He added that it would be difficult to generalize how or why such a case would end in court without knowing what happened between the parties.

“Real estate is a public relations thing. It’s a kind of relationship. Litigating someone is a good way to burn your bridges,” he said.

Paul Gauck, a former professional quality adviser to the Fraser Valley Real Estate Board and a real estate agent for 40 years, said he had never heard of a lawsuit being filed against a seller for failed sales before talking to Armstrong. (Christian Amundsen / CBC)

Fabian Saul, Armstrong’s real estate agent, told CBC News that they had decided to ask the commission because the listing agreement was with a broker.

Saul said he would never be in a situation where a buyer would withdraw from a contract after all contracts had been signed and the deposit paid, but the listing agreement is clear.

“Once you have a contract fully signed and a deposit is entered, you have a contract that is fully legally binding,” Saul said.

“The real estate company has already earned its commission and the realty company that represents the seller, which has the ability to claim ownership of that money.”

The brokerage representatives did not respond to requests for comment on the case, but their claim notice states that they have satisfied their side of the contract.

“Fortunately, Armstrong has been given a deposit of 000 70,000, which is almost enough to pay the commission. It would be unfair in these circumstances to send the 21st century coast empty-handed, while pocketing the benefit of the labor of Armstrong realtors,” it says.

A date has not yet been set for the case to be heard in court. Armstrong argues that one of the terms of the purchase agreement has not been met, so this is not a legally binding contract, the brokerage claims.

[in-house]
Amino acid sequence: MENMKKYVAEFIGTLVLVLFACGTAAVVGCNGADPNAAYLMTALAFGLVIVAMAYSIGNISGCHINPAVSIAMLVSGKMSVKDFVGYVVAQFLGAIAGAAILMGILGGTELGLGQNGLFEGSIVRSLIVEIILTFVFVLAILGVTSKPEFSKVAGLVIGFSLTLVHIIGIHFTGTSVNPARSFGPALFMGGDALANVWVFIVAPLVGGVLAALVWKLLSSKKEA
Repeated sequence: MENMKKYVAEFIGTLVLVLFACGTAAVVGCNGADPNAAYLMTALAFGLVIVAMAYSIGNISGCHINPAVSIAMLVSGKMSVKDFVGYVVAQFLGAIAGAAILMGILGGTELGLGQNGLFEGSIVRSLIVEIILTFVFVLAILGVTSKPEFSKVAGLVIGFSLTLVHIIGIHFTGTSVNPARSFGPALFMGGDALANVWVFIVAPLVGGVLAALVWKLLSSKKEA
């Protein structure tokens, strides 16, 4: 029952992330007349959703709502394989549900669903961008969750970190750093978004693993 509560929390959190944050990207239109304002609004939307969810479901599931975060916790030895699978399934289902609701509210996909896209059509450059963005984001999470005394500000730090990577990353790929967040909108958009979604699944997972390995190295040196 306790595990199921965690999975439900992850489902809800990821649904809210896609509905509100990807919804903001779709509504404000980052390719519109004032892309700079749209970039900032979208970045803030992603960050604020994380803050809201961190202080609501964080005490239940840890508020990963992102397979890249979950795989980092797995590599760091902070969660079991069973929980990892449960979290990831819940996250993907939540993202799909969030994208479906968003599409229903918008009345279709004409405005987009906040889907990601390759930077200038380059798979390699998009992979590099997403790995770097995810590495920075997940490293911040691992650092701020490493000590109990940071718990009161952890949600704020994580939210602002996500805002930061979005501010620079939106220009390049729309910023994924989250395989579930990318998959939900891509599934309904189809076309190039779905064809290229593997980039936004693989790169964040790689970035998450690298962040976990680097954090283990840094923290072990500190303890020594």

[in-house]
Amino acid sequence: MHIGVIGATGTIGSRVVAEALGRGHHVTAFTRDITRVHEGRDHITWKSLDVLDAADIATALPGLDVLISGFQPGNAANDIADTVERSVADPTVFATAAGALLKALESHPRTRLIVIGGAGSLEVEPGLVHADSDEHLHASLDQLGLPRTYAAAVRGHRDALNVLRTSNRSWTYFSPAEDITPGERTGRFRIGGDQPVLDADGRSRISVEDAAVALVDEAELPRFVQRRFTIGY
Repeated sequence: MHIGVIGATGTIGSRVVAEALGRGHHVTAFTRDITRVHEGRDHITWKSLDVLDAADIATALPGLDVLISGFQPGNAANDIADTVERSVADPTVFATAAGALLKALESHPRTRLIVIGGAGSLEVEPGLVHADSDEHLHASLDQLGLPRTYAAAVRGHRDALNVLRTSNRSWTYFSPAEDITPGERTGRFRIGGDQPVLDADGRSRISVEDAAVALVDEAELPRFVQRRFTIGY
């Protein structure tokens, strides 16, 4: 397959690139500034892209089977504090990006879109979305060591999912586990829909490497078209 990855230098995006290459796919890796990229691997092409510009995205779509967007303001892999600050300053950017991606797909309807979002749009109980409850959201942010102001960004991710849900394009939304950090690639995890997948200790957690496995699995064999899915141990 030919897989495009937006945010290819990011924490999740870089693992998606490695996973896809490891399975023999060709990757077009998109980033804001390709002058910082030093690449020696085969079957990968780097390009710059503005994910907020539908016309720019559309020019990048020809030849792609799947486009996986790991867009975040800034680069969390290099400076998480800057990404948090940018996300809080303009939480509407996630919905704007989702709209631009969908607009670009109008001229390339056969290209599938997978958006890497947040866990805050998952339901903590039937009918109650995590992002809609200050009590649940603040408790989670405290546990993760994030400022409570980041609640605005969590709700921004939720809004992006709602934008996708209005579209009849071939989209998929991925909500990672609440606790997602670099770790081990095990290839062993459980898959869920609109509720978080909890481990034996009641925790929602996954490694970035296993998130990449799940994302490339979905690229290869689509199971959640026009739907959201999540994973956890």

Fixed form ‘can be easily changed’

Kohik points out that not all provinces have the same wording about the commission in their standard listing agreements – for example, Nova Scotia does not, he said.

P.C. Armstrong wants the Real Estate Association (PCREA) to change its standard shapes so other vendors don’t find themselves in their shoes.

“It can be easily changed,” he said.

The PCREA said it was developing its contracts with lawyers, BC’s industry regulator and consumer representatives.

“Anyone entering the contract must fully understand all the terms,” ​​the spokesman said in an email.

Armstrong, meanwhile, relied on one of the cabins with another company after being asked to sign a contract that he would not sue for commission if a buyer failed to sell.

“They were happy to publish it in writing,” he said.

Sophia Harrison

Part time worker

I'm Sophia Harrison working as a part-time staff at the Costco since the past year until I become as an author at the iron blade, hope I can use my experiences with the supermarkets here.